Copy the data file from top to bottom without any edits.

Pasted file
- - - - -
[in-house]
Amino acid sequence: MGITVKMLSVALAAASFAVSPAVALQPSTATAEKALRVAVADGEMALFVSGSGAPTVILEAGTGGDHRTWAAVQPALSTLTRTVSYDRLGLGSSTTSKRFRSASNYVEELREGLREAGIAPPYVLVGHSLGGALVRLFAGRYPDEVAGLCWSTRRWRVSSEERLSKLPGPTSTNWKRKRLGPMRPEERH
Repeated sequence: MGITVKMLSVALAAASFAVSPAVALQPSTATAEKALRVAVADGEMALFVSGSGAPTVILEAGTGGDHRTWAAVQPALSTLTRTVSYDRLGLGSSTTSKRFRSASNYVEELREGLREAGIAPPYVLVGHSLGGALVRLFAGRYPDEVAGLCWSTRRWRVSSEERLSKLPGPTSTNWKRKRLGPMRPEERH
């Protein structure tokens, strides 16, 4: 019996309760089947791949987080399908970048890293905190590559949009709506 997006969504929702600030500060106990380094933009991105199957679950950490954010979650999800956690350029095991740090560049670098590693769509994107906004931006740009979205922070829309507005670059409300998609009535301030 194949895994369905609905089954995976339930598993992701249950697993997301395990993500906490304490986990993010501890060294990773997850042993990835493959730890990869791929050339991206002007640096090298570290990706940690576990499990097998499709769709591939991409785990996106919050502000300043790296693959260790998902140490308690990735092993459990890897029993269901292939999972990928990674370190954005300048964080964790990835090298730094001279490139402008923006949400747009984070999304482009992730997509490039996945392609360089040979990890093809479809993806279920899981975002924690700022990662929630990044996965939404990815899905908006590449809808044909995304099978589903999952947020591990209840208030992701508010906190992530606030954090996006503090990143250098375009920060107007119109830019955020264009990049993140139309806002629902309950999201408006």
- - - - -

[in-house]
Amino acid sequence: MGITVKMLSVALAAASFAVSPAVALQPSTATAEKALRVAVADGEMALFVSGSGAPTVILEAGTGGDHRTWAAVQPALSTLTRTVSYDRLGLGSSTTSKRFRSASNYVEELREGLREAGIAPPYVLVGHSLGGALVRLFAGRYPDEVAGLCWSTRRWRVSSEERLSKLPGPTSTNWKRKRLGPMRPEERH
Repeated sequence: MGITVKMLSVALAAASFAVSPAVALQPSTATAEKALRVAVADGEMALFVSGSGAPTVILEAGTGGDHRTWAAVQPALSTLTRTVSYDRLGLGSSTTSKRFRSASNYVEELREGLREAGIAPPYVLVGHSLGGALVRLFAGRYPDEVAGLCWSTRRWRVSSEERLSKLPGPTSTNWKRKRLGPMRPEERH
């Protein structure tokens, strides 16, 4: 019996309760089947791949987080399908970048890293905190590559949009709506 997006969504929702600030500060106990380094933009991105199957679950950490954010979650999800956690350029095991740090560049670098590693769509994107906004931006740009979205922070829309507005670059409300998609009535301030 194949895994369905609905089954995976339930598993992701249950697993997301395990993500906490304490986990993010501890060294990773997850042993990835493959730890990869791929050339991206002007640096090298570290990706940690576990499990097998499709769709591939991409785990996106919050502000300043790296693959260790998902140490308690990735092993459990890897029993269901292939999972990928990674370190954005300048964080964790990835090298730094001279490139402008923006949400747009984070999304482009992730997509490039996945392609360089040979990890093809479809993806279920899981975002924690700022990662929630990044996965939404990815899905908006590449809808044909995304099978589903999952947020591990209840208030992701508010906190992530606030954090996006503090990143250098375009920060107007119109830019955020264009990049993140139309806002629902309950999201408006």